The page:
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Candidates Address Eastside Residents in Mayoral Forum

Four candidates vying to be Los Angeles’ next mayor participated in a mayoral candidate forum in Boyle Heights on Aug. 16. The event, presented by Ya Basta and the East Los Angeles Chamber of Commerce, included the participation of City Hall veteran Councilwoman Jan Perry, radio broadcaster and lawyer Kevin James, former Villaraigosa aide Emanuel Pleitez and activist Deacon Alexander.

Lea esta nota EN ESPAÑOL: Candidatos a la Alcaldía de Los Ángeles Abordan Temas en un Foro en Boyle Heights [1]

About 100 people attended the forum that took place early in the campaign/election cycle, the filing period for which is still some time away, and the primary race not until March 5, 2013.

Los Angeles City Controller Wendy Greuel and Councilmember Eric Garcetti (CD-13), who have also announced they are running for mayor, and widely considered to be among the front runners, did not attend the forum.

Forum moderator, Art Camarillo of Glassell Park, asked the participants for their views on a variety of issues, from pension reform to the Mayor’s Partnership for Los Angeles School, and the Gang Reduction Youth Development program, among other issues.

All agreed that some form of pension reform is need.


Mayoral hopefuls Kevin James, Jan Perry, Emanuel Pleitez and Deacon Alexander answered questions from the moderator, and later from the public. EGP photo by Gloria Angelina Castillo

James, a former Asst. U.S. Attorney and former television and radio broadcaster, said Los Angeles is on the verge of bankruptcy and givebacks from current pension recipients, for example, need to be negotiated in order to avoid fiscal insolvency.

“My opponents don’t have the guts to take the issue to court, like it happened in San Diego and San Jose. I can guarantee you, there isn’t a judge in California who will say we have to pay our pensions before police and fire employees [salaries] in the City of Los Angeles,” he said.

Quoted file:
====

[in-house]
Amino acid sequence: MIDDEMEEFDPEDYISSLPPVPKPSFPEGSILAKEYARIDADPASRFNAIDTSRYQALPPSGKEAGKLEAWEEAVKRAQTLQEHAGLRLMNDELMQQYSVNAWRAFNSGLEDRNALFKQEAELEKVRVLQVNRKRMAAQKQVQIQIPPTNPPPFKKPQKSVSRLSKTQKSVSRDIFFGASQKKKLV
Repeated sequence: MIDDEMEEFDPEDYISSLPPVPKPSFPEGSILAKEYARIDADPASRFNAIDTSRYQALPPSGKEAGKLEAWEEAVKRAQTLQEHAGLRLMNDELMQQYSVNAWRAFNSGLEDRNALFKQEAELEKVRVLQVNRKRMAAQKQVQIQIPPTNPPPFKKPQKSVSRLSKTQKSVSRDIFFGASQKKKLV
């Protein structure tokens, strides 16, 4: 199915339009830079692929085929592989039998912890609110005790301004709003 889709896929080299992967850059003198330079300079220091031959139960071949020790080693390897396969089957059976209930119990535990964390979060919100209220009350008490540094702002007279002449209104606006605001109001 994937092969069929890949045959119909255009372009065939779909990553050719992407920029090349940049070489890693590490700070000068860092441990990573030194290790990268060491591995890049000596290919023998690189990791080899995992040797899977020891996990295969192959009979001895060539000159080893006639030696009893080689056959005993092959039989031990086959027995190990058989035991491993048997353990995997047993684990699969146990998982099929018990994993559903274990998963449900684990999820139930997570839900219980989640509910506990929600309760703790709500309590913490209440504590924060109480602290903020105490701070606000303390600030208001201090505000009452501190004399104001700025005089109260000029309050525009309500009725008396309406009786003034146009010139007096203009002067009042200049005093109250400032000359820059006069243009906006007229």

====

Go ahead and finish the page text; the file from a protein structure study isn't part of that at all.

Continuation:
Perry, who has represented Council District 9 for 11 years, said it is “easy to talk about pension reform with people who have not been hired yet.” Beside reducing pension benefits and amounts for new city hires, she said the age to qualify for pensions also needs to be increased, and the total amount individuals can qualify needs to be reduced as well.

“We will have to continue to negotiate with all unions—and all the unions must be treated the same. Some unions are treated differently than others and that creates an imbalance,” Perry said.

Pleitez, who is Chief Strategy Officer at technology company Spokeo, said city employees need to contribute more to their retirement and “all options are on the table.”

“If we do have to declare bankruptcy… someone’s got to do it,” Pleitez said, noting he was not interested in being a popular politician.

Alexander, who also identified himself as a Skid Row resident and former member of the Black Panthers, said he is a retired union carpenter and supports labor unions. He said a better alternative to closing the city’s deficit would be for the city to stop giving away millions of dollars to developers.

“Union jobs is how we make it out of the ghetto, that’s how we get into the so-called ‘working class.’ It’s through union work,” Alexander said.

Responding to a question regarding the Gang Reduction Youth Development (GRYD) program that provides gang intervention and prevention services, Pleitez said he supports it and disclosed that he is chair of a non-profit that receives some GRYD funds. James and Perry also said they support the program, while Alexander said it is “a way for a few of our friends to get paid” and he said he would terminate it.

Perry and James said they support the Partnership for Los Angeles School, a non-profit created by Mayor Antonio Villaraigosa to turn around the worse performing schools in LAUSD. Alexander, however, was more neutral explaining the program has helped schools in Watts but he doesn’t support schools being “put into private hands.” Pleitez was the only candidate who said the Partnership was “not necessary,” his response elicited applause from members of Ya Basta, which has been working to remove Roosevelt High School from the Partnership’s management.

Ya Basta was formed roughly a year ago, the group’s name is not an acronym. “It means ‘we had enough,’ of all this stuff the politicians do to us,” Art Pulido, president of Ya Basta told EGP. The group wants government accountability in order to improve conditions in East and Northeast Los Angeles communities.

Ya Basta is planning a city attorney candidate forum; current City Attorney Carmen A. Trutanich who made an unsuccessful bid for the County D.A. nomination, attended the candidates forum held at La Casa del Mexicano.

To learn more about the candidates, visit their websites: http://kevinjamesformayor.com/; http://www.janperry.com/; http://www.pleitezforla.com/; Alexander does not have a website.

To sign-up for Ya Basta’s distribution list, email joseaguilarcd14@hotmail.com